ST. PAUL (AP) -- A St. Paul woman charged with killing two of her eight children was committed to a state psychiatric hospital Tuesday as mentally ill and dangerous to herself and others.
The civil commitment order by Ramsey County District Judge Michael T. DeCourcy sends Mee Xiong, 27, to the Minnesota Security Hospital in St. Peter for 60 days, said Stephen McLaughlin, an assistant county attorney.
If she is found to be mentally ill and dangerous when she returns to court after her initial treatment period, she faces an indefinite commitment, putting the criminal case against her on hold.
Because there is no statute of limitations on murder charges, she will have to enter a plea if and when she is able.
Despite objections from Xiong's attorney, the judge ruled that she should receive electro-convulsive therapy, or ECT, in addition to the antipsychotic medication that doctors said hasn't greatly improved symptoms of schizophrenia.
"She hears things, she sees things," said Dr. Jennifer Service, of the Minnesota Security Hospital at St. Peter. She was one of four doctors and psychiatrists who testified that Xiong probably would benefit from the shock therapy. The main side effect of ECT is memory loss, doctors testified, but without it her prognosis is poor.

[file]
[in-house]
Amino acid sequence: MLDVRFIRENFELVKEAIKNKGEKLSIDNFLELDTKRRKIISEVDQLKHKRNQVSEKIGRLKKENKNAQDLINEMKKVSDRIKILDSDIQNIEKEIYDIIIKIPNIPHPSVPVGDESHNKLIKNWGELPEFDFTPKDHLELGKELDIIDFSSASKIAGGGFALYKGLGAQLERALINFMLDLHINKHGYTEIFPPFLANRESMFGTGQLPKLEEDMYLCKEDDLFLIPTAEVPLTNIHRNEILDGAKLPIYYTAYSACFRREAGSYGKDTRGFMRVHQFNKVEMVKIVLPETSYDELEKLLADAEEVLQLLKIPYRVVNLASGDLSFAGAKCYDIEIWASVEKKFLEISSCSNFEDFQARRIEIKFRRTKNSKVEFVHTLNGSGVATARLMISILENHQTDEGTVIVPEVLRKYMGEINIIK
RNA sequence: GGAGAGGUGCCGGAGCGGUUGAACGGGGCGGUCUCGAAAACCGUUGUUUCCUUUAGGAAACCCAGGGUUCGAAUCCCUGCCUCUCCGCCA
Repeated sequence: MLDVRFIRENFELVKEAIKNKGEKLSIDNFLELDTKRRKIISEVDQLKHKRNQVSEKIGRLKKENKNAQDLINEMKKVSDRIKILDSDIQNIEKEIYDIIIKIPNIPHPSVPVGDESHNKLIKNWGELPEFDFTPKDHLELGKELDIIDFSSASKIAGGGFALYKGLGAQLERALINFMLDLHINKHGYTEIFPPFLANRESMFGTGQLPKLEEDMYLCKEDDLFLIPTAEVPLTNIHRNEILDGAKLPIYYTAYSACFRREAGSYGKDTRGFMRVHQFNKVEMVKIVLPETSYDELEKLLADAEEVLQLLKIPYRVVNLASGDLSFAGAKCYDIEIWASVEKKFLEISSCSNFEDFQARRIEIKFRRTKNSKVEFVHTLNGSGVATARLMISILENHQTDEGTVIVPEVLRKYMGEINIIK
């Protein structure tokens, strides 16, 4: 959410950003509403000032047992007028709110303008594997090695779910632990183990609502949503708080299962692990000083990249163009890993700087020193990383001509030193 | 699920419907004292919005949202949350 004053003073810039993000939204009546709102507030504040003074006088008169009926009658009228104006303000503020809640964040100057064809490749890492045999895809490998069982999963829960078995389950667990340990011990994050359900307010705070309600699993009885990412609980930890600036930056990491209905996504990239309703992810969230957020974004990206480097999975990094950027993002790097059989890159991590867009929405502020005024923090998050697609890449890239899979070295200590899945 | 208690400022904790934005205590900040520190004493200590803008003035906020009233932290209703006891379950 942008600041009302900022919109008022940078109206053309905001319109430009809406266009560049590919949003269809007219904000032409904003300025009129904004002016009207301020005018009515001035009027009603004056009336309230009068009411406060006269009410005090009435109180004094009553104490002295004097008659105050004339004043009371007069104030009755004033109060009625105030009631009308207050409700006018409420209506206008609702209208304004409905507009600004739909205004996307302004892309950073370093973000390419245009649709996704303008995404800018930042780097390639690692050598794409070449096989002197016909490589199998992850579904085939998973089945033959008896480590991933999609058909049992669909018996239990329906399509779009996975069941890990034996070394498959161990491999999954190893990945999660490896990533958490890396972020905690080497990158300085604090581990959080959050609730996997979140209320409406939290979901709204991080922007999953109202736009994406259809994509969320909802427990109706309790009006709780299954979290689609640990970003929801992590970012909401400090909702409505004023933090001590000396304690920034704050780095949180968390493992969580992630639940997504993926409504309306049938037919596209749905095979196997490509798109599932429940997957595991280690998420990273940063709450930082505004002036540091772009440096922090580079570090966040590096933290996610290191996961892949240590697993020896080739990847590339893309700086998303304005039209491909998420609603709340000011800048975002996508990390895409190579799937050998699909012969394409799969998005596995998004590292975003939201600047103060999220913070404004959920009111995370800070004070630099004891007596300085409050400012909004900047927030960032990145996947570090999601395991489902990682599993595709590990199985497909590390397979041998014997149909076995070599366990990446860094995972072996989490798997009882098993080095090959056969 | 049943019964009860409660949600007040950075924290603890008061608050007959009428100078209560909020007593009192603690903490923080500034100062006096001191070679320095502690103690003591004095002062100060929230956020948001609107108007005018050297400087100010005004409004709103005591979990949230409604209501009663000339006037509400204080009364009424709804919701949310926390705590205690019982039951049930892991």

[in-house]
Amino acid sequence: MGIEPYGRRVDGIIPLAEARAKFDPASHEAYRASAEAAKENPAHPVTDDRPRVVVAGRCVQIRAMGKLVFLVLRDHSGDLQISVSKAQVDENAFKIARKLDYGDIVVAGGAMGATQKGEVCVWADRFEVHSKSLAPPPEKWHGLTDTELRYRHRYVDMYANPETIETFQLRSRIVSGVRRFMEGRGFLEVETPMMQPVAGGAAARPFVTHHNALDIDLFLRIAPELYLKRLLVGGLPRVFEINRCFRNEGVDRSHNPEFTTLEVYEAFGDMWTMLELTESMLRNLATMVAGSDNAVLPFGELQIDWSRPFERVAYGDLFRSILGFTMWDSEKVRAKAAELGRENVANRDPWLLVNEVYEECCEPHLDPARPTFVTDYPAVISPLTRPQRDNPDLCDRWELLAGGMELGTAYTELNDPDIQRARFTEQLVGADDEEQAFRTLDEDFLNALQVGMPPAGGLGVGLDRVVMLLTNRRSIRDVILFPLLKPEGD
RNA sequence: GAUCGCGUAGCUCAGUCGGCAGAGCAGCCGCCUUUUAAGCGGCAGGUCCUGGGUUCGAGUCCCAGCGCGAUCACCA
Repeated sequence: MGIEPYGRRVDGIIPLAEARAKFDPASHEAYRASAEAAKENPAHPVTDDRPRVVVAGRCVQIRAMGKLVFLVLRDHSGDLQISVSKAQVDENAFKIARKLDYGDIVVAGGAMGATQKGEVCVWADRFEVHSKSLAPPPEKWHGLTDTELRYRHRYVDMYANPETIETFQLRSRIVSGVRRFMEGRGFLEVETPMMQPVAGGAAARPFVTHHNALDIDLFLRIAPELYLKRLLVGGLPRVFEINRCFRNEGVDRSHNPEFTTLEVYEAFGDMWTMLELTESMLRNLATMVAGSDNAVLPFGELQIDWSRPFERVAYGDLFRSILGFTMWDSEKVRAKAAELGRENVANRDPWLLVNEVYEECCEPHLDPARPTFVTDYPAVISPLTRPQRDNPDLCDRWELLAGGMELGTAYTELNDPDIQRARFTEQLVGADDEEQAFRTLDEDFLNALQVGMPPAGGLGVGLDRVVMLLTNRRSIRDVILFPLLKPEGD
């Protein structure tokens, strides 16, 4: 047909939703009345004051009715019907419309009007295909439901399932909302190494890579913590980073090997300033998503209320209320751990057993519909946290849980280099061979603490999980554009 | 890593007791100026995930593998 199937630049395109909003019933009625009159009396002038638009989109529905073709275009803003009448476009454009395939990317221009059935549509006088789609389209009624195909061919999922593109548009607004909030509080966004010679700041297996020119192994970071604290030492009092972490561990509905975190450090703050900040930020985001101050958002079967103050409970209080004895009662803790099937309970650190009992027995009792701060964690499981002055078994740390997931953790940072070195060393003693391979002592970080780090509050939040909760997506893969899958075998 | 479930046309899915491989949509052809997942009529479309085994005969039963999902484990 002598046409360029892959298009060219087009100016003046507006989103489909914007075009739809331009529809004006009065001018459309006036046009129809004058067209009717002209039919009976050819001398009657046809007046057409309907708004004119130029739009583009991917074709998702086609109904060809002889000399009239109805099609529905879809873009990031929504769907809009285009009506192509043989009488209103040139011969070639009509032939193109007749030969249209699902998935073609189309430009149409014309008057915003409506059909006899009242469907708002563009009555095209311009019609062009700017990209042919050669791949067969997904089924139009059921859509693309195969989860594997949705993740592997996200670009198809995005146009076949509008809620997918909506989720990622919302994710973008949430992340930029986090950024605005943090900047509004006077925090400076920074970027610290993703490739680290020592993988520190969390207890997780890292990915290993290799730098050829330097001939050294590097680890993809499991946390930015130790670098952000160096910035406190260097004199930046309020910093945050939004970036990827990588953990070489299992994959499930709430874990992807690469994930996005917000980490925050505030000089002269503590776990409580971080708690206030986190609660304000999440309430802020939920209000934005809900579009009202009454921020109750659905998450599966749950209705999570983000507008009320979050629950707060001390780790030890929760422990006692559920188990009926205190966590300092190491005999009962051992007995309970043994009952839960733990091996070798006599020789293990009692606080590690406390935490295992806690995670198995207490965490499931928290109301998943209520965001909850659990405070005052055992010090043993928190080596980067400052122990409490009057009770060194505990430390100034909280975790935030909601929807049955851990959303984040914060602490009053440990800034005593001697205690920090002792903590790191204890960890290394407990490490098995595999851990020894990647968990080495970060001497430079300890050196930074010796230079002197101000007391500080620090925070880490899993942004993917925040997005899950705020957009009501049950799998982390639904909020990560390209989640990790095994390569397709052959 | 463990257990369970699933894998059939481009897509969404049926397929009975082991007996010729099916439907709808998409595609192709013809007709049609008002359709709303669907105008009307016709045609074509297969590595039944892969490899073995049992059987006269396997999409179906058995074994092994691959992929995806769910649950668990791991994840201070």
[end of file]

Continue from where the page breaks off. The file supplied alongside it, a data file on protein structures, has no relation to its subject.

Xiong's mental illness first was diagnosed and treated in Thailand prior to her entering this country in 1996.
Psychiatrist Hector Zeler testified that Xiong sees ghosts and hears voices telling her to harm others and herself. He said Xiong admitted to him that she killed the children because she didn't want to leave them alone, and she "wanted to be in heaven with them."
Xiong, who sat next to a Hmong interpreter, giggled and mumbled throughout the proceedings. Her husband, Vang Yang, and other relatives watched her from the back of the courtroom. Outside, Yang declined to talk about the judge's decision.
The judge also lifted a nocontact order between Yang and his wife. He hasn't been allowed to see his wife since she was taken to Regions Hospital with self-inflicted stab wounds on July 17, the day he and his six other children came home to find the couple's two youngest daughters, Lisa Mai Yang, 3, and PaHoua Yang, 15 months, stabbed 59 times each.
Family members want a shaman, a Hmong spiritual healer, to visit Xiong at St. Peter. Service, the hospital's clinical director, said the family's request for a special cleansing ceremony would be allowed provided state workers don't go on strike.
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